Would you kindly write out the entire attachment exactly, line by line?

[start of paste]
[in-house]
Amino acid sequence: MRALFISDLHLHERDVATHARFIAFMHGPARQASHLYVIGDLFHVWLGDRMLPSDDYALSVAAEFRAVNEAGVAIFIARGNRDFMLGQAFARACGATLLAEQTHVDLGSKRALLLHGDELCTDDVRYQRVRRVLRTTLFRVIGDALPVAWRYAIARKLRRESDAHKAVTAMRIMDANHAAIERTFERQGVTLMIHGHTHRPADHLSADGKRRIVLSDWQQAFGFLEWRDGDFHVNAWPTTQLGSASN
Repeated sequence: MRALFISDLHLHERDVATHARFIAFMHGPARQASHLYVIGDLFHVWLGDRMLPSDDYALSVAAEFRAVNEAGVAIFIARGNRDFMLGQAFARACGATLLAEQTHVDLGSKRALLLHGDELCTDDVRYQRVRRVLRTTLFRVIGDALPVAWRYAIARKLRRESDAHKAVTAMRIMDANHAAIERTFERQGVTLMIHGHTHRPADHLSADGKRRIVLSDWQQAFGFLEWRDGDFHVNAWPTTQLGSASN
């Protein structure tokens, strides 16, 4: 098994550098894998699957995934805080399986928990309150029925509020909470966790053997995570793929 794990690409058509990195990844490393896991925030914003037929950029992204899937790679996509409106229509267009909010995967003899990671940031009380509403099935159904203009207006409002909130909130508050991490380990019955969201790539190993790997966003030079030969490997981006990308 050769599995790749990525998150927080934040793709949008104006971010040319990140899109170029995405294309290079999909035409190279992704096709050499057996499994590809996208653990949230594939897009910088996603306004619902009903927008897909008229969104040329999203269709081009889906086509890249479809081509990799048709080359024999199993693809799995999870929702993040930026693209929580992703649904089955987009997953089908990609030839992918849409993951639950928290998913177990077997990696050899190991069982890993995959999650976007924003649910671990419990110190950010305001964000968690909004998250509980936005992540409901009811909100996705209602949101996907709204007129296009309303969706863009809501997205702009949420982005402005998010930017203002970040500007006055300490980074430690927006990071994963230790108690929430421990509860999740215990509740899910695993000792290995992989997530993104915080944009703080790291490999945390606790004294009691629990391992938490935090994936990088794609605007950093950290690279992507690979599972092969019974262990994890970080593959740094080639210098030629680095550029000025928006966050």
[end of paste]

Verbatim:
[in-house]
Amino acid sequence: MRALFISDLHLHERDVATHARFIAFMHGPARQASHLYVIGDLFHVWLGDRMLPSDDYALSVAAEFRAVNEAGVAIFIARGNRDFMLGQAFARACGATLLAEQTHVDLGSKRALLLHGDELCTDDVRYQRVRRVLRTTLFRVIGDALPVAWRYAIARKLRRESDAHKAVTAMRIMDANHAAIERTFERQGVTLMIHGHTHRPADHLSADGKRRIVLSDWQQAFGFLEWRDGDFHVNAWPTTQLGSASN
Repeated sequence: MRALFISDLHLHERDVATHARFIAFMHGPARQASHLYVIGDLFHVWLGDRMLPSDDYALSVAAEFRAVNEAGVAIFIARGNRDFMLGQAFARACGATLLAEQTHVDLGSKRALLLHGDELCTDDVRYQRVRRVLRTTLFRVIGDALPVAWRYAIARKLRRESDAHKAVTAMRIMDANHAAIERTFERQGVTLMIHGHTHRPADHLSADGKRRIVLSDWQQAFGFLEWRDGDFHVNAWPTTQLGSASN
């Protein structure tokens, strides 16, 4: 098994550098894998699957995934805080399986928990309150029925509020909470966790053997995570793929 794990690409058509990195990844490393896991925030914003037929950029992204899937790679996509409106229509267009909010995967003899990671940031009380509403099935159904203009207006409002909130909130508050991490380990019955969201790539190993790997966003030079030969490997981006990308 050769599995790749990525998150927080934040793709949008104006971010040319990140899109170029995405294309290079999909035409190279992704096709050499057996499994590809996208653990949230594939897009910088996603306004619902009903927008897909008229969104040329999203269709081009889906086509890249479809081509990799048709080359024999199993693809799995999870929702993040930026693209929580992703649904089955987009997953089908990609030839992918849409993951639950928290998913177990077997990696050899190991069982890993995959999650976007924003649910671990419990110190950010305001964000968690909004998250509980936005992540409901009811909100996705209602949101996907709204007129296009309303969706863009809501997205702009949420982005402005998010930017203002970040500007006055300490980074430690927006990071994963230790108690929430421990509860999740215990509740899910695993000792290995992989997530993104915080944009703080790291490999945390606790004294009691629990391992938490935090994936990088794609605007950093950290690279992507690979599972092969019974262990994890970080593959740094080639210098030629680095550029000025928006966050």